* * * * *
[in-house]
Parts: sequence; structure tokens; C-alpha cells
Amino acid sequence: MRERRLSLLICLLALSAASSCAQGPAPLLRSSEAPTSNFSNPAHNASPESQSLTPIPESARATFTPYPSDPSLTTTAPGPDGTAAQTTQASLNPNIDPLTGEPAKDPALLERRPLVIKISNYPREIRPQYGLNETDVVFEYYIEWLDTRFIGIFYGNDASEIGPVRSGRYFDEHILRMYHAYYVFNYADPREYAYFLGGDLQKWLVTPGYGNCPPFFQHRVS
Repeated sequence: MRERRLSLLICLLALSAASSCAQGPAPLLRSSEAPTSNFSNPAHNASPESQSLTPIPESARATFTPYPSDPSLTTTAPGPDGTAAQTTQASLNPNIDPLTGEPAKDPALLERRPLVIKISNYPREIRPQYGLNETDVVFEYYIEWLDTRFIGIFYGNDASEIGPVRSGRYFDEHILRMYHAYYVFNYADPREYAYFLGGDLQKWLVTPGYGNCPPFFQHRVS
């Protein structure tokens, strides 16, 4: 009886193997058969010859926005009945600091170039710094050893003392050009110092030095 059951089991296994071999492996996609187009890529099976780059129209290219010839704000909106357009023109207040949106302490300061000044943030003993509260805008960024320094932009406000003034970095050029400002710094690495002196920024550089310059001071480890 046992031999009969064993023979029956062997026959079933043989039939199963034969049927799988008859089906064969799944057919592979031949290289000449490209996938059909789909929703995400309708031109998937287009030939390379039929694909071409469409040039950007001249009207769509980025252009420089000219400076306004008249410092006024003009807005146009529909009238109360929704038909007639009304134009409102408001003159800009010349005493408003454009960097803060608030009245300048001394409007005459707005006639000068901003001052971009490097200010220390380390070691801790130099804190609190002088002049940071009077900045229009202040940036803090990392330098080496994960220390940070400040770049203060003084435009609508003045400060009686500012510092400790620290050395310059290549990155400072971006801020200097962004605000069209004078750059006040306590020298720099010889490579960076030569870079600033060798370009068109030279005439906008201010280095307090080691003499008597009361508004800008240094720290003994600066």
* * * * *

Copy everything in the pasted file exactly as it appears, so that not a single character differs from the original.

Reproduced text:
[in-house]
Parts: sequence; structure tokens; C-alpha cells
Amino acid sequence: MRERRLSLLICLLALSAASSCAQGPAPLLRSSEAPTSNFSNPAHNASPESQSLTPIPESARATFTPYPSDPSLTTTAPGPDGTAAQTTQASLNPNIDPLTGEPAKDPALLERRPLVIKISNYPREIRPQYGLNETDVVFEYYIEWLDTRFIGIFYGNDASEIGPVRSGRYFDEHILRMYHAYYVFNYADPREYAYFLGGDLQKWLVTPGYGNCPPFFQHRVS
Repeated sequence: MRERRLSLLICLLALSAASSCAQGPAPLLRSSEAPTSNFSNPAHNASPESQSLTPIPESARATFTPYPSDPSLTTTAPGPDGTAAQTTQASLNPNIDPLTGEPAKDPALLERRPLVIKISNYPREIRPQYGLNETDVVFEYYIEWLDTRFIGIFYGNDASEIGPVRSGRYFDEHILRMYHAYYVFNYADPREYAYFLGGDLQKWLVTPGYGNCPPFFQHRVS
């Protein structure tokens, strides 16, 4: 009886193997058969010859926005009945600091170039710094050893003392050009110092030095 059951089991296994071999492996996609187009890529099976780059129209290219010839704000909106357009023109207040949106302490300061000044943030003993509260805008960024320094932009406000003034970095050029400002710094690495002196920024550089310059001071480890 046992031999009969064993023979029956062997026959079933043989039939199963034969049927799988008859089906064969799944057919592979031949290289000449490209996938059909789909929703995400309708031109998937287009030939390379039929694909071409469409040039950007001249009207769509980025252009420089000219400076306004008249410092006024003009807005146009529909009238109360929704038909007639009304134009409102408001003159800009010349005493408003454009960097803060608030009245300048001394409007005459707005006639000068901003001052971009490097200010220390380390070691801790130099804190609190002088002049940071009077900045229009202040940036803090990392330098080496994960220390940070400040770049203060003084435009609508003045400060009686500012510092400790620290050395310059290549990155400072971006801020200097962004605000069209004078750059006040306590020298720099010889490579960076030569870079600033060798370009068109030279005439906008201010280095307090080691003499008597009361508004800008240094720290003994600066």